Hudson Steam Loco
A streamlined 4-6-4 Hudson steam locomotive of the New York Central Railroad. Designed by Henry Dreyfuss and built by the American Locomotive Company (ALCO), the engines were introduced in 1938. (Photo by Lionel Green/Hulton Archive/Getty Images)
© 2007 Getty Images
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Nishina Yoshio and Niels Bohr
Japanese physicist Yoshio Nishina (1890-1951, left) in front of a blackboard with Danish physicist Niels Bohr (1885-1962, right). Bohr was awarded the 1922 Nobel Prize for Physics for his work on the structure of the atom. He said that electrons could only occupy discrete levels around an atomic nucleus. This explained the spectrum of hydrogen. He also worked on the atomic bomb project during World War II. Nishina is known as 'the founding father of modern physics research in Japan'. His research covered cosmic rays and particle accelerator development. He independently detected what turned out to be the muon in cosmic rays and discovered the uranium-237 isotope. Photographed in 1937.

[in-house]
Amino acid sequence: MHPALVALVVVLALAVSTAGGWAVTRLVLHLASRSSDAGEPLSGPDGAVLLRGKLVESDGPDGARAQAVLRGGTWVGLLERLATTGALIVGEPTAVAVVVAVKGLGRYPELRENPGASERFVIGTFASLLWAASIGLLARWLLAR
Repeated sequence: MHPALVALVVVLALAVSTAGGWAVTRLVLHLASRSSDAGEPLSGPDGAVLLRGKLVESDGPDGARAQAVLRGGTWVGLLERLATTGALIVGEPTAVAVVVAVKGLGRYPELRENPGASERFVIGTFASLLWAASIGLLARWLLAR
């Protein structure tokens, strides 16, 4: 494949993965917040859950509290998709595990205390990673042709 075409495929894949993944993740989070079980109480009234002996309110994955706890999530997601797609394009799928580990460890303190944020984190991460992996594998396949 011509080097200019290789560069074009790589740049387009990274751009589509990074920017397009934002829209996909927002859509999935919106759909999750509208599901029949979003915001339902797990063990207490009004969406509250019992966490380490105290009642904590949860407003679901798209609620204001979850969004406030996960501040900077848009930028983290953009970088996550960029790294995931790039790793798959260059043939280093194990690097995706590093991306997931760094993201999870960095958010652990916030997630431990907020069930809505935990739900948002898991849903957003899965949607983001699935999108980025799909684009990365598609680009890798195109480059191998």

© Nishina Memorial Foundation, courtesy AIP Emilo Segre Visual Archives /SCIENCE PHOTO LIBRARY
Second Byrd Antarctic Expedition, 1933-35
Second Byrd Antarctic Expedition, historical map. This expedition took place between 1933 and 1935, and followed an earlier expedition from 1928 to 1930. It was led by the US polar explorer and naval officer Richard Evelyn Byrd (1888-1957, depicted at upper right). On these, and later expeditions, Byrd used ships, aeroplanes and dog sleds to establish Antarctic bases. The Byrd expeditions laid the foundations for Operation Highjump, during World War II, and the later Operation Deep Freeze that established permanent bases in Antarctica in the 1950s. The inset at upper left shows the routes taken from the USA and New Zealand. The inset at lower right shows the Bay of Whales and the Ross Ice Shelf.
© LIBRARY OF CONGRESS, GEOGRAPHY AND MAP DIVISION/SCIENCE PHOTO LIBRARY